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A Safe, Nurturing Place for Girls

The Washington School for Girls – By Kelley Lockard

Kelley Lockard and WSG Students (Class of 2016)

Before 1997, there were few quality educational options or services for girls in Southeast DC. And there was no place where a girl on the verge of womanhood could find mentorship or learn in a safe environment that values her as an individual. That is why the Washington School for Girls (WSG) was founded: to provide a safe, nurturing place for girls to not only learn and grow, but to thrive.

Of course, a lot has changed since the school was founded 20 years ago. More people have started to take an interest in Southeast neighborhoods. There are more resources, more options for education. The community itself is changing. However, through all of these changes there continues to be a strong need for a school that works for and with the community. That’s why WSG is so important, and why our students succeed: we educate the whole child.

WSG 2016-180

We pride ourselves on providing a holistic model of education, one that accepts not just students, but also families. A student’s experiences at home are just as important as her experience in the classroom. We work with parents to engage them in the educational process and help them access the resources they need to support their daughters as learners.

As an administrator and former teacher, I feel I am most attuned to a student’s needs when I have developed a close relationship with her family. I know that if I can build a long-term, reciprocal relationship with a family then I can truly help a child reach her full potential. One of the most rewarding parts of my job is seeing a girl come into her own after entering the school with nearly every aspect of her life in disarray. That kind of transformation does not happen overnight, and it’s impossible without the support of the family.

WSG 2016-131

Luckily for me, I’ve witnessed that transformation innumerable times in my years at WSG. It’s what motivates me to do the work that I do. My desk is full of photos of the young women I have helped to transform, and every day I am fortified by their smiles and the knowledge of their achievement. I look at them and know that they will make a positive difference in their communities.

WSG was built on the beliefs and values of extraordinary, courageous women. As we enter Women’s History Month and approach the 20th Anniversary of the school this spring, I am increasingly reflecting on that fact. In the classroom, our students are learning about women who have changed the course of history, but they are also learning leadership skills, whether it’s helping their teachers hand out assignments, leading an after-school club, or mentoring younger students.

I recognize the ability to lead and the determination to do so in many of our students. It is something I have worked hard to incorporate into the curriculum at WSG because I believe that leadership builds confidence and allows students to become more actively engaged in the classroom. Seeing the lightbulb come on over a student’s head is the best feeling the world, and it only happens when that student knows she is capable of more.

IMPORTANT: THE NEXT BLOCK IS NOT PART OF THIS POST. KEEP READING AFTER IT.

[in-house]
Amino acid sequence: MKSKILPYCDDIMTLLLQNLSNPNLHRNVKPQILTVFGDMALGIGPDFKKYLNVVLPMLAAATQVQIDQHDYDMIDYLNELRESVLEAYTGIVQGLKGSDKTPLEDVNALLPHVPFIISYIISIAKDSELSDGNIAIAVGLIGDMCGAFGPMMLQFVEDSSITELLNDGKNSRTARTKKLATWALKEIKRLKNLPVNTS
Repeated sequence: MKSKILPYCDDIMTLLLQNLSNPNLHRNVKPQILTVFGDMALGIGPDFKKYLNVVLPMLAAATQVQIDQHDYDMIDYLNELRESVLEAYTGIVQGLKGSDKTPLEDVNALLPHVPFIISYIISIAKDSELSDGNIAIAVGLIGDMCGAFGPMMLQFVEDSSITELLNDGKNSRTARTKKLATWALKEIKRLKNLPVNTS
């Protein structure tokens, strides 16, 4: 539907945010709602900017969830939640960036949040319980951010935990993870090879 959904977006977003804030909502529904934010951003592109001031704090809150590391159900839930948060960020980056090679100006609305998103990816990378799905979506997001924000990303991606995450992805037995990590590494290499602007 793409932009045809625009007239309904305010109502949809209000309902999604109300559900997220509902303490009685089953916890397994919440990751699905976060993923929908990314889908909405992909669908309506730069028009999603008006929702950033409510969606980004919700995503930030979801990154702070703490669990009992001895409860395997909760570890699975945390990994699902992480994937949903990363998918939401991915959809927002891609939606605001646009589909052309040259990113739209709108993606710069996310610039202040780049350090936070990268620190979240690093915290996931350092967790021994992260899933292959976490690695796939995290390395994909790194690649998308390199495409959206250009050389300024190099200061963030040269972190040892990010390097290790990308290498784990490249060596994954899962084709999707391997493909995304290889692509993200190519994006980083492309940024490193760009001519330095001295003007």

My hope for the future is that our students take the lessons they learn at WSG, both in and out of the classroom, to heart. There are many challenges ahead for our country and the world, especially in terms of equality and justice. The most daunting task in my job as an administrator is to ensure that our students are prepared to face those challenges, to navigate a world that does not always value them. I know that they will not be able to do it alone, but I hope that we can give them the knowledge, skills, and courage to overcome adversity.

Posted on my door is a daily affirmation known as the Serenity Prayer. It’s a very popular prayer and my mother’s favorite prayer, but I never appreciated it until I became a teacher. I look at it every day, sometimes several times (depending on the day), because it reminds me to be myself and accept the things I cannot change. Superwoman is not at all a part of my name, but I find strength in accepting that fact and courage to try anyway. If my students walk away from WSG accepting of who they are and still ready to change the world, then I know I will have succeeded.

When Women Have a Chance in Tech

By Elizabeth Lindsey, Executive Director of Byte Back

women in techWomen make up only 25 percent of the computing workforce in the United States. For women of color, this drops drastically, with just 3 percent of the workforce made up of African American women and 1 percent Latina women.

March is Women’s History Month: a time to celebrate progress, recognize deficits, and act for equality. Now is the perfect time to give a woman her start in tech.

In Byte Back’s 20 years, our demographics have never reflected the outside tech world. That’s kind of the point. In 2016, 417 women, or 61 percent of Byte Back’s student body, found empowering tech skills for free at Byte Back.

Byte Back offers a pathway of practical tech training and career services for DC-area residents, leading to professional careers and economic opportunity.
When women are offered the chance to learn and use technology the same as men, women access vital life opportunities, including high-paying jobs, healthcare, sexual and gender violence services, family care, and more.

Underserved, marginalized women who have never thought a career in tech was possible find it at Byte Back: